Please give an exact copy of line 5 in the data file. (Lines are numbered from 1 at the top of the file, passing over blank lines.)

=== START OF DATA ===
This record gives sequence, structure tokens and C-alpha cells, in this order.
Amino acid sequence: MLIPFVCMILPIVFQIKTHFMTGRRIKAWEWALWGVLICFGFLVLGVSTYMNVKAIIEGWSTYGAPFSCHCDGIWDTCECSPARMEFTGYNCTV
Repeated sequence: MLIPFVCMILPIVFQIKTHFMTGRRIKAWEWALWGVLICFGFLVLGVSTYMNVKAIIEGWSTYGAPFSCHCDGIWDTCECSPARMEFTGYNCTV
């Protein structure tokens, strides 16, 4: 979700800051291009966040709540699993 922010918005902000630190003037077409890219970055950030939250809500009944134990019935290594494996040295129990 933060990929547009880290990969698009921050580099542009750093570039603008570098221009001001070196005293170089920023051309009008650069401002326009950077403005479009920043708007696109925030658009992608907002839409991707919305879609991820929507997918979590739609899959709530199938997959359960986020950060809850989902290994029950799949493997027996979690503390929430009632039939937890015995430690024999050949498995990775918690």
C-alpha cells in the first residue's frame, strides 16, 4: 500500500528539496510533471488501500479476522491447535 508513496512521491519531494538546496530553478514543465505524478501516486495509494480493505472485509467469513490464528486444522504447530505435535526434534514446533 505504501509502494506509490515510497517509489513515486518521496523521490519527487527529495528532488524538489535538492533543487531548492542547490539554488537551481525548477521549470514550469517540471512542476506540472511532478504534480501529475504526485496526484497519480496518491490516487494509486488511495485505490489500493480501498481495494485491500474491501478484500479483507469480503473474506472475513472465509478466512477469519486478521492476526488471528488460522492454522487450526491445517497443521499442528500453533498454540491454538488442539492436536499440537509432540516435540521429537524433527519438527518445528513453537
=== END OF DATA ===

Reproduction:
C-alpha cells in the first residue's frame, strides 16, 4: 500500500528539496510533471488501500479476522491447535 508513496512521491519531494538546496530553478514543465505524478501516486495509494480493505472485509467469513490464528486444522504447530505435535526434534514446533 505504501509502494506509490515510497517509489513515486518521496523521490519527487527529495528532488524538489535538492533543487531548492542547490539554488537551481525548477521549470514550469517540471512542476506540472511532478504534480501529475504526485496526484497519480496518491490516487494509486488511495485505490489500493480501498481495494485491500474491501478484500479483507469480503473474506472475513472465509478466512477469519486478521492476526488471528488460522492454522487450526491445517497443521499442528500453533498454540491454538488442539492436536499440537509432540516435540521429537524433527519438527518445528513453537